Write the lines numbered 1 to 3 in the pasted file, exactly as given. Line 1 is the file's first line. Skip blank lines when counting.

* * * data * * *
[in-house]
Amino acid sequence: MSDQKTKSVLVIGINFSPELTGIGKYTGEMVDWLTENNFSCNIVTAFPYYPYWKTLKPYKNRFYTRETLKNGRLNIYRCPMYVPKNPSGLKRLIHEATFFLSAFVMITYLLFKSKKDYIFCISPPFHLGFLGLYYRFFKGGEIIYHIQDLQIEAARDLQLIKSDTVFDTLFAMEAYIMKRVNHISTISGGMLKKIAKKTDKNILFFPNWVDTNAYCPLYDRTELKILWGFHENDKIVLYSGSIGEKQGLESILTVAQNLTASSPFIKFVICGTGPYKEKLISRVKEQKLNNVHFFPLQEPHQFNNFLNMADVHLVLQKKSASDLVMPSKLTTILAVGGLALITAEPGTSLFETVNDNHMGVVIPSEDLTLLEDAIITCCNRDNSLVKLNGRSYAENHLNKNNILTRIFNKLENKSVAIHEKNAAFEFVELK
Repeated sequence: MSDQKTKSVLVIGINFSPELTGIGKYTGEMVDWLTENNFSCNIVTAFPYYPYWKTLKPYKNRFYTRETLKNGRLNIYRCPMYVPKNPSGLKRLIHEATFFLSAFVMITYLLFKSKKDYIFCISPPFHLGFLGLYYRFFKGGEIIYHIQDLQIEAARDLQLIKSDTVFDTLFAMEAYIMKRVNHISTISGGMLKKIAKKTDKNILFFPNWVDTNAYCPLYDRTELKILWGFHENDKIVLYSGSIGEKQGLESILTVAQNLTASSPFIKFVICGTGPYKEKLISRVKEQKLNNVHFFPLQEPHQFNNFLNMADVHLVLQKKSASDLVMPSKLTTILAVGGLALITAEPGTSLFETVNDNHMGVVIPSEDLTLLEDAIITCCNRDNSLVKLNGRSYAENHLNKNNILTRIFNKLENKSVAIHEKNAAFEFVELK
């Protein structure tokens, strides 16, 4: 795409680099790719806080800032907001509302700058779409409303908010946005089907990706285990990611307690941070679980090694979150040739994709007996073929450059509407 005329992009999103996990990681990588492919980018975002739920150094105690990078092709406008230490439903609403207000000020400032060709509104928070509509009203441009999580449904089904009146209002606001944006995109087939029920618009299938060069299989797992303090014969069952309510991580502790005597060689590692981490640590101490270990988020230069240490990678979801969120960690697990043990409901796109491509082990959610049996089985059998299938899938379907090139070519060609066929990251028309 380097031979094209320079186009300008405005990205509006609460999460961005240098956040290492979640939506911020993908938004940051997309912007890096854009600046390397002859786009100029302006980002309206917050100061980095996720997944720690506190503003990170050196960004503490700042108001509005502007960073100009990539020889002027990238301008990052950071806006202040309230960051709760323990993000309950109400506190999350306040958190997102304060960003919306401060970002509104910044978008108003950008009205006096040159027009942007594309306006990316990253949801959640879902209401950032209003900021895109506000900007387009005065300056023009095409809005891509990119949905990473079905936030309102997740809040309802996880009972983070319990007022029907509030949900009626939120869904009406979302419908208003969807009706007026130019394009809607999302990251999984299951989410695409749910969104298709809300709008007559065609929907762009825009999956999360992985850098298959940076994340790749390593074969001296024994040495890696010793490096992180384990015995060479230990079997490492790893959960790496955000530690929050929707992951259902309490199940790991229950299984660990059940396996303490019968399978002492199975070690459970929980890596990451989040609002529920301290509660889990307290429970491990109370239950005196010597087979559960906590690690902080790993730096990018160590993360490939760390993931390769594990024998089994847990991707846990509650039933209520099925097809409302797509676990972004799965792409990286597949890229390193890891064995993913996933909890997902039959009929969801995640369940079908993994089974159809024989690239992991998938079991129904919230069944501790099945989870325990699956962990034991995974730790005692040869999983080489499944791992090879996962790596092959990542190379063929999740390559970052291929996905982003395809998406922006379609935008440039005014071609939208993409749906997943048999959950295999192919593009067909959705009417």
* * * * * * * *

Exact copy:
[in-house]
Amino acid sequence: MSDQKTKSVLVIGINFSPELTGIGKYTGEMVDWLTENNFSCNIVTAFPYYPYWKTLKPYKNRFYTRETLKNGRLNIYRCPMYVPKNPSGLKRLIHEATFFLSAFVMITYLLFKSKKDYIFCISPPFHLGFLGLYYRFFKGGEIIYHIQDLQIEAARDLQLIKSDTVFDTLFAMEAYIMKRVNHISTISGGMLKKIAKKTDKNILFFPNWVDTNAYCPLYDRTELKILWGFHENDKIVLYSGSIGEKQGLESILTVAQNLTASSPFIKFVICGTGPYKEKLISRVKEQKLNNVHFFPLQEPHQFNNFLNMADVHLVLQKKSASDLVMPSKLTTILAVGGLALITAEPGTSLFETVNDNHMGVVIPSEDLTLLEDAIITCCNRDNSLVKLNGRSYAENHLNKNNILTRIFNKLENKSVAIHEKNAAFEFVELK
Repeated sequence: MSDQKTKSVLVIGINFSPELTGIGKYTGEMVDWLTENNFSCNIVTAFPYYPYWKTLKPYKNRFYTRETLKNGRLNIYRCPMYVPKNPSGLKRLIHEATFFLSAFVMITYLLFKSKKDYIFCISPPFHLGFLGLYYRFFKGGEIIYHIQDLQIEAARDLQLIKSDTVFDTLFAMEAYIMKRVNHISTISGGMLKKIAKKTDKNILFFPNWVDTNAYCPLYDRTELKILWGFHENDKIVLYSGSIGEKQGLESILTVAQNLTASSPFIKFVICGTGPYKEKLISRVKEQKLNNVHFFPLQEPHQFNNFLNMADVHLVLQKKSASDLVMPSKLTTILAVGGLALITAEPGTSLFETVNDNHMGVVIPSEDLTLLEDAIITCCNRDNSLVKLNGRSYAENHLNKNNILTRIFNKLENKSVAIHEKNAAFEFVELK